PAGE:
Fred

November 14th, 2013 9:03 pm

Artur has validated what I have been saying all along, so thanks for posting to clarify, Artur. At least we both have enough intelligence to know that quality of life, anywhere, is dependent on many different things and is not automatically in existence in specific countries. The only things twisted on this thread are the minds of Ad Hominem Stevens and his multiple personas lol. Wow, what a nutjob. Over and out.

Caccia

November 14th, 2013 9:27 pm

Mike,

Have they suddenly done away with stamp duty in England, news to me if they have.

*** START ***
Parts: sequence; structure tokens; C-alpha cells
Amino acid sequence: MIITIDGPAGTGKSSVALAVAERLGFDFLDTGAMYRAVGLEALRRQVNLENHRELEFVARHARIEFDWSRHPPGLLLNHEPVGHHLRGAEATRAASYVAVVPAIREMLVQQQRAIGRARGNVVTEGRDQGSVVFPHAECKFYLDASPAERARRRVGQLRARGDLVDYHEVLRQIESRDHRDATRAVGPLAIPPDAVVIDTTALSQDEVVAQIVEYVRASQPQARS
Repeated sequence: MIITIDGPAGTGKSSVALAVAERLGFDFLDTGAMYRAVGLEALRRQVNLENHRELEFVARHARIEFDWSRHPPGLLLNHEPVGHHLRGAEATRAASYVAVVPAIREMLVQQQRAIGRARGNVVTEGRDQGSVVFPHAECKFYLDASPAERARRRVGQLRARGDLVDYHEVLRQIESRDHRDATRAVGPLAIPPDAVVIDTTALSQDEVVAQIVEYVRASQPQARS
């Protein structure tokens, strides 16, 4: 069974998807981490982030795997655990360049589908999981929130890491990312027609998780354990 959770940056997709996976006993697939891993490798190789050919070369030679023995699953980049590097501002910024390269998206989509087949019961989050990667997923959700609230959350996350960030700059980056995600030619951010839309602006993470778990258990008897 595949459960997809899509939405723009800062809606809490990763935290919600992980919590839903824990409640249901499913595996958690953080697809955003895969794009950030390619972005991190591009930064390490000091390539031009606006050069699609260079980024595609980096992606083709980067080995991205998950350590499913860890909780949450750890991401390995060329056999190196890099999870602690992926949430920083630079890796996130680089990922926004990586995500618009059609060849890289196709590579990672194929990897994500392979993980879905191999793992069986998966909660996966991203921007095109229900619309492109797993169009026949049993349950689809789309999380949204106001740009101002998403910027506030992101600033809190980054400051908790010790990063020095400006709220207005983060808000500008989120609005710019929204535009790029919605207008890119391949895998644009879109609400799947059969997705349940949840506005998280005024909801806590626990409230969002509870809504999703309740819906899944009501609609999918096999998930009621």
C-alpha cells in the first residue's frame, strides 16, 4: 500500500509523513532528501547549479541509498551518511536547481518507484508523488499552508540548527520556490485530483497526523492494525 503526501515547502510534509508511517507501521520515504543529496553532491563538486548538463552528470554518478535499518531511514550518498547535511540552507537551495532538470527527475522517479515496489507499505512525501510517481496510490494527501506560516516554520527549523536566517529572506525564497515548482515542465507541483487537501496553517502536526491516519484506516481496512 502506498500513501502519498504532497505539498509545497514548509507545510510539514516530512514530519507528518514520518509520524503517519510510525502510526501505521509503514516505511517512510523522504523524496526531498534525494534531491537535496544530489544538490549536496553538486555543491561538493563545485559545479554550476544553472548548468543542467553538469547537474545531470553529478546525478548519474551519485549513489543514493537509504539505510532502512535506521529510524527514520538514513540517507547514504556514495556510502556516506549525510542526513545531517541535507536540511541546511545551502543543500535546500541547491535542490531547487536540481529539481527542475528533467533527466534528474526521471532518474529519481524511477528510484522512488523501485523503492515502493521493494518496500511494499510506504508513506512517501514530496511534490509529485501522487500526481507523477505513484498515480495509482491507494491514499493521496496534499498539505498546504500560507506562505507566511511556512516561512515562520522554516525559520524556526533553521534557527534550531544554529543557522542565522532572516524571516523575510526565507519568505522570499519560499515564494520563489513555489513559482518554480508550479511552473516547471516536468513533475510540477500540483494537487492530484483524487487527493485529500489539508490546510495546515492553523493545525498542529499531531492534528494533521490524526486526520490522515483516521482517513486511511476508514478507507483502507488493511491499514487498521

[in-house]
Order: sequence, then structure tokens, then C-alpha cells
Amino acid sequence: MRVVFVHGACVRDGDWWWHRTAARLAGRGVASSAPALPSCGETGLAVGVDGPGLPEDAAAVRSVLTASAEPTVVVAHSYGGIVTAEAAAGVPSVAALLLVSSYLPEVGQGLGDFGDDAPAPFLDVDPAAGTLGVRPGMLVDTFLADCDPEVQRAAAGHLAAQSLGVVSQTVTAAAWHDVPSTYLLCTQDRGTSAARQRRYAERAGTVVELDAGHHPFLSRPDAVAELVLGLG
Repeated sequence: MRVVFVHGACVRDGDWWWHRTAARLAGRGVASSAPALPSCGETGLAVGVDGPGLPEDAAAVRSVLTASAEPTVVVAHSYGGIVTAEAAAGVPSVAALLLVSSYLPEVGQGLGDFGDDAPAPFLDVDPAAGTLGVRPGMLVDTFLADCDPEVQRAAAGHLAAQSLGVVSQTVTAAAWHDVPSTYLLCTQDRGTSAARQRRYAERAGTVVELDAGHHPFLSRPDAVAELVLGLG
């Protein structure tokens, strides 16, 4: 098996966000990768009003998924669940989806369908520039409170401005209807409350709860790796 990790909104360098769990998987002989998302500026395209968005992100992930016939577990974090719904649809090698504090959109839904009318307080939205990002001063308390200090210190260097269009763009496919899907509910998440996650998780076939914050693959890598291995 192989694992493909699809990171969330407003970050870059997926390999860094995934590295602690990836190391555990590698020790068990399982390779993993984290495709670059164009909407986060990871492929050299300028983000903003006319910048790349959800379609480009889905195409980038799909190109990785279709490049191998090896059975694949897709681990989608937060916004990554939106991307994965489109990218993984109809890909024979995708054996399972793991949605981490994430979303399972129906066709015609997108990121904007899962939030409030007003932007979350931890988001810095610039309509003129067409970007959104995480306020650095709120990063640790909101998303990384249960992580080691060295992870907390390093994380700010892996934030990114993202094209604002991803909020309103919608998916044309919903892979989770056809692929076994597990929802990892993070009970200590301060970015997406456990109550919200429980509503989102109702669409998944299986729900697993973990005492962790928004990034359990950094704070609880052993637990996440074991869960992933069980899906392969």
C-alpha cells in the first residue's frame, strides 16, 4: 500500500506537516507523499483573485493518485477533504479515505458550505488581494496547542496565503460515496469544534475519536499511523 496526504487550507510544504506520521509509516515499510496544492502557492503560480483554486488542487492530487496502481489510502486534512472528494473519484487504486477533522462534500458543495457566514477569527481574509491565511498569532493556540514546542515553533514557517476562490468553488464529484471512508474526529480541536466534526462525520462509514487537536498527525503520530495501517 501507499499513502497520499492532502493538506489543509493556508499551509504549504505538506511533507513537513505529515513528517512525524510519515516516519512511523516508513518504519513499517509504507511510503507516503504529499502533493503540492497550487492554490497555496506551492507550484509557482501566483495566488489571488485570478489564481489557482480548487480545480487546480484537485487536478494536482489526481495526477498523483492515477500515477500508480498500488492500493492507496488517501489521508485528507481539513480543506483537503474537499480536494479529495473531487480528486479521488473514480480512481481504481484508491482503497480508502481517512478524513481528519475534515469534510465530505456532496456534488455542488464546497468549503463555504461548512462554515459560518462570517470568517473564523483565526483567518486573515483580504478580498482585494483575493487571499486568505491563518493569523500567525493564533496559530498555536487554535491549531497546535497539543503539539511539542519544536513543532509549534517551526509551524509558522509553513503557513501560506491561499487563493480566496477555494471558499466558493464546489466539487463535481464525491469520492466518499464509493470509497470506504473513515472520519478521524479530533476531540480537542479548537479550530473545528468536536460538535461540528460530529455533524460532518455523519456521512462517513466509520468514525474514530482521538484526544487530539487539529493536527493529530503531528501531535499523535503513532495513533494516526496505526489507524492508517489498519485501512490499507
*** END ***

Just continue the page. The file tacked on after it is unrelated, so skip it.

Do they not have illegal building in Britain, only the last few year building permission was extending but a certain amount of illegal building carried on, so again, new to me, perhaps not on the scale as in Spain but that was the greed of the Banks lending builders money. I recall many years ago when i had a small building company and was having lunch with my bank manager. At that particular time there were many builders going bankrupt. “Tell me” he said, “Why are all these builders going down the drain”. My reply was, “Blame the banks”. One can pick faults with many things in a country that they reside in and know doubt you could pick faults in the UK, i can. But stop and think for a moment, what caused the big build in Spain. This did not occur prior to the availability of easy money, land and property were cheap and the same scenario could possibly occur in the UK. Prices have also increased there due to the amount of money now available for properties up to £500K. There has been this sudden demand for property at estate agents, (saw it on the news this morning) and know doubt we will see a steady increase of repossessions once the mortgages start reaching the 7 year period when interest on the mortgages will increase dramatically. The previous and current repossessions are still being felt by hundreds of people and it’s just a political ploy to gain votes. Surely the government had seen the problem that occurred in Spain.